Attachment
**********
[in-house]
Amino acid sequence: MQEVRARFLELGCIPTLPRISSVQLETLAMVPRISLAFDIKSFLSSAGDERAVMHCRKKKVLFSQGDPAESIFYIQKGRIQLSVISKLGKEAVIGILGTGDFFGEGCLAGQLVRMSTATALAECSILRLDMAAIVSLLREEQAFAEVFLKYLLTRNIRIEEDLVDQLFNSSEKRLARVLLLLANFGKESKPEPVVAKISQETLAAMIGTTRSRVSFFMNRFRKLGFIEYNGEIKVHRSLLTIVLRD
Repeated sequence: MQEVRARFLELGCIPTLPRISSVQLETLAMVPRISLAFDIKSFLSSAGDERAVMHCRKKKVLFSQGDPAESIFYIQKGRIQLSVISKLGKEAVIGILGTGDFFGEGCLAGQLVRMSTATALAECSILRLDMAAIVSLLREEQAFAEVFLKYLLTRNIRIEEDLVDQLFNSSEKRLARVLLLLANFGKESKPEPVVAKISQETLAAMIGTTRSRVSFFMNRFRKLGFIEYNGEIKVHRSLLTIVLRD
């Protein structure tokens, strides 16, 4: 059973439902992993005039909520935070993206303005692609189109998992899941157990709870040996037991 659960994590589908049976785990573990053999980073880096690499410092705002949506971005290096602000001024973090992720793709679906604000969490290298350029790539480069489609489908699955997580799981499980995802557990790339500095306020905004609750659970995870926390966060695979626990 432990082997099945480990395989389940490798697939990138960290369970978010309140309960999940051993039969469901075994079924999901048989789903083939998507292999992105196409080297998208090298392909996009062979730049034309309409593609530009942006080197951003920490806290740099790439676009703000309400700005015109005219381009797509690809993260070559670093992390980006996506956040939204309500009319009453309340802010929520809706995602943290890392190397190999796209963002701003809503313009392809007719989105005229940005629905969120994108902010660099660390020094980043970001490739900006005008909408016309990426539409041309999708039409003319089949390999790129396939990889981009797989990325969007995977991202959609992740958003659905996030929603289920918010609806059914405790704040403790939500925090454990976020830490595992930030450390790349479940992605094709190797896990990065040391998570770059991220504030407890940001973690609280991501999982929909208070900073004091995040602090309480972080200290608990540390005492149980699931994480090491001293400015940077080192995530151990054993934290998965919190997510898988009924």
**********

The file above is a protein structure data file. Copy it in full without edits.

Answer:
[in-house]
Amino acid sequence: MQEVRARFLELGCIPTLPRISSVQLETLAMVPRISLAFDIKSFLSSAGDERAVMHCRKKKVLFSQGDPAESIFYIQKGRIQLSVISKLGKEAVIGILGTGDFFGEGCLAGQLVRMSTATALAECSILRLDMAAIVSLLREEQAFAEVFLKYLLTRNIRIEEDLVDQLFNSSEKRLARVLLLLANFGKESKPEPVVAKISQETLAAMIGTTRSRVSFFMNRFRKLGFIEYNGEIKVHRSLLTIVLRD
Repeated sequence: MQEVRARFLELGCIPTLPRISSVQLETLAMVPRISLAFDIKSFLSSAGDERAVMHCRKKKVLFSQGDPAESIFYIQKGRIQLSVISKLGKEAVIGILGTGDFFGEGCLAGQLVRMSTATALAECSILRLDMAAIVSLLREEQAFAEVFLKYLLTRNIRIEEDLVDQLFNSSEKRLARVLLLLANFGKESKPEPVVAKISQETLAAMIGTTRSRVSFFMNRFRKLGFIEYNGEIKVHRSLLTIVLRD
């Protein structure tokens, strides 16, 4: 059973439902992993005039909520935070993206303005692609189109998992899941157990709870040996037991 659960994590589908049976785990573990053999980073880096690499410092705002949506971005290096602000001024973090992720793709679906604000969490290298350029790539480069489609489908699955997580799981499980995802557990790339500095306020905004609750659970995870926390966060695979626990 432990082997099945480990395989389940490798697939990138960290369970978010309140309960999940051993039969469901075994079924999901048989789903083939998507292999992105196409080297998208090298392909996009062979730049034309309409593609530009942006080197951003920490806290740099790439676009703000309400700005015109005219381009797509690809993260070559670093992390980006996506956040939204309500009319009453309340802010929520809706995602943290890392190397190999796209963002701003809503313009392809007719989105005229940005629905969120994108902010660099660390020094980043970001490739900006005008909408016309990426539409041309999708039409003319089949390999790129396939990889981009797989990325969007995977991202959609992740958003659905996030929603289920918010609806059914405790704040403790939500925090454990976020830490595992930030450390790349479940992605094709190797896990990065040391998570770059991220504030407890940001973690609280991501999982929909208070900073004091995040602090309480972080200290608990540390005492149980699931994480090491001293400015940077080192995530151990054993934290998965919190997510898988009924």